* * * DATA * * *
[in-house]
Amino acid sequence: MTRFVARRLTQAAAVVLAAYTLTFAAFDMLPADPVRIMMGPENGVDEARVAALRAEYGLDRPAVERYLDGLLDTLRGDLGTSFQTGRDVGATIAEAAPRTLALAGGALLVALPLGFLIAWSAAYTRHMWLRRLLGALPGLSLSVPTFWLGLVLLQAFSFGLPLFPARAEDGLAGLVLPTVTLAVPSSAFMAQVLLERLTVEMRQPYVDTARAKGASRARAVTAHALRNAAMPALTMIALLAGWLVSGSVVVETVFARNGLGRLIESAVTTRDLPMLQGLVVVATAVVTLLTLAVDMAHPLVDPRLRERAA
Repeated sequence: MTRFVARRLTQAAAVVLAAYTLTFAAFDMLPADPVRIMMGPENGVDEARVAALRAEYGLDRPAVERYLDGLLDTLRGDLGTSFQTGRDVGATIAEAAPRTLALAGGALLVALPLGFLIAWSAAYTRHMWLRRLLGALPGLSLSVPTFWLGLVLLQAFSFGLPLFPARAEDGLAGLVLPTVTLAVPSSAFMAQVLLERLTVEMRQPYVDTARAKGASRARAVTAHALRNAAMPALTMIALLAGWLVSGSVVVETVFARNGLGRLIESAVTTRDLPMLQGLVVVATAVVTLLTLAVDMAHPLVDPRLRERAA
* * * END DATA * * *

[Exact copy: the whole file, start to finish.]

[in-house]
Amino acid sequence: MTRFVARRLTQAAAVVLAAYTLTFAAFDMLPADPVRIMMGPENGVDEARVAALRAEYGLDRPAVERYLDGLLDTLRGDLGTSFQTGRDVGATIAEAAPRTLALAGGALLVALPLGFLIAWSAAYTRHMWLRRLLGALPGLSLSVPTFWLGLVLLQAFSFGLPLFPARAEDGLAGLVLPTVTLAVPSSAFMAQVLLERLTVEMRQPYVDTARAKGASRARAVTAHALRNAAMPALTMIALLAGWLVSGSVVVETVFARNGLGRLIESAVTTRDLPMLQGLVVVATAVVTLLTLAVDMAHPLVDPRLRERAA
Repeated sequence: MTRFVARRLTQAAAVVLAAYTLTFAAFDMLPADPVRIMMGPENGVDEARVAALRAEYGLDRPAVERYLDGLLDTLRGDLGTSFQTGRDVGATIAEAAPRTLALAGGALLVALPLGFLIAWSAAYTRHMWLRRLLGALPGLSLSVPTFWLGLVLLQAFSFGLPLFPARAEDGLAGLVLPTVTLAVPSSAFMAQVLLERLTVEMRQPYVDTARAKGASRARAVTAHALRNAAMPALTMIALLAGWLVSGSVVVETVFARNGLGRLIESAVTTRDLPMLQGLVVVATAVVTLLTLAVDMAHPLVDPRLRERAA